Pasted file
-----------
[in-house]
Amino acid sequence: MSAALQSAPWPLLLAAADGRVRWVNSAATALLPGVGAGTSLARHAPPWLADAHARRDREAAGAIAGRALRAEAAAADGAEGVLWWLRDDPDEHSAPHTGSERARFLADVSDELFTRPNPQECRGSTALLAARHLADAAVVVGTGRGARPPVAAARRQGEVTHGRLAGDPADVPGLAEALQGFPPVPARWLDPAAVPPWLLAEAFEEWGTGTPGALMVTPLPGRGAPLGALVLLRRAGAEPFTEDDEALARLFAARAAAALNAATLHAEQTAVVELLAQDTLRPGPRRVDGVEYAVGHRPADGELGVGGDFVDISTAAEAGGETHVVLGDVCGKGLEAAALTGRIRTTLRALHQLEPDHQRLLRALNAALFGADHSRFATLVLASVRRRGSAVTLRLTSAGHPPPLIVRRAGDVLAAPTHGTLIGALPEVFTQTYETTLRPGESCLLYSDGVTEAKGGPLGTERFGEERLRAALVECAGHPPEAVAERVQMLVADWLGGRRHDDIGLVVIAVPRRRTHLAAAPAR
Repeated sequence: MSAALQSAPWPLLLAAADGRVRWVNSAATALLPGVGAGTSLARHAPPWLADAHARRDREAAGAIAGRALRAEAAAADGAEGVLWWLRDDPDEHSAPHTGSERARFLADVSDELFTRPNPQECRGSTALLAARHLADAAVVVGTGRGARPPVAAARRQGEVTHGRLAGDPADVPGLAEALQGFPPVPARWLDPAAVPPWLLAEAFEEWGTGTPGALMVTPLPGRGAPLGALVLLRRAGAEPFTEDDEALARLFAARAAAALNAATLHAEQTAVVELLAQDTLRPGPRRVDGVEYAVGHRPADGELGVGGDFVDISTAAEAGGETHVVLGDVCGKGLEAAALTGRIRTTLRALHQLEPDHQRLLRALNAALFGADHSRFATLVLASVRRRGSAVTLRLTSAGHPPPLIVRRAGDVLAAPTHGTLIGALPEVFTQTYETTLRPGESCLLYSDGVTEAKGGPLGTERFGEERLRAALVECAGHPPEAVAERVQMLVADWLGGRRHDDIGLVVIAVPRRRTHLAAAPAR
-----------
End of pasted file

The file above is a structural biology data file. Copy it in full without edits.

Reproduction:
[in-house]
Amino acid sequence: MSAALQSAPWPLLLAAADGRVRWVNSAATALLPGVGAGTSLARHAPPWLADAHARRDREAAGAIAGRALRAEAAAADGAEGVLWWLRDDPDEHSAPHTGSERARFLADVSDELFTRPNPQECRGSTALLAARHLADAAVVVGTGRGARPPVAAARRQGEVTHGRLAGDPADVPGLAEALQGFPPVPARWLDPAAVPPWLLAEAFEEWGTGTPGALMVTPLPGRGAPLGALVLLRRAGAEPFTEDDEALARLFAARAAAALNAATLHAEQTAVVELLAQDTLRPGPRRVDGVEYAVGHRPADGELGVGGDFVDISTAAEAGGETHVVLGDVCGKGLEAAALTGRIRTTLRALHQLEPDHQRLLRALNAALFGADHSRFATLVLASVRRRGSAVTLRLTSAGHPPPLIVRRAGDVLAAPTHGTLIGALPEVFTQTYETTLRPGESCLLYSDGVTEAKGGPLGTERFGEERLRAALVECAGHPPEAVAERVQMLVADWLGGRRHDDIGLVVIAVPRRRTHLAAAPAR
Repeated sequence: MSAALQSAPWPLLLAAADGRVRWVNSAATALLPGVGAGTSLARHAPPWLADAHARRDREAAGAIAGRALRAEAAAADGAEGVLWWLRDDPDEHSAPHTGSERARFLADVSDELFTRPNPQECRGSTALLAARHLADAAVVVGTGRGARPPVAAARRQGEVTHGRLAGDPADVPGLAEALQGFPPVPARWLDPAAVPPWLLAEAFEEWGTGTPGALMVTPLPGRGAPLGALVLLRRAGAEPFTEDDEALARLFAARAAAALNAATLHAEQTAVVELLAQDTLRPGPRRVDGVEYAVGHRPADGELGVGGDFVDISTAAEAGGETHVVLGDVCGKGLEAAALTGRIRTTLRALHQLEPDHQRLLRALNAALFGADHSRFATLVLASVRRRGSAVTLRLTSAGHPPPLIVRRAGDVLAAPTHGTLIGALPEVFTQTYETTLRPGESCLLYSDGVTEAKGGPLGTERFGEERLRAALVECAGHPPEAVAERVQMLVADWLGGRRHDDIGLVVIAVPRRRTHLAAAPAR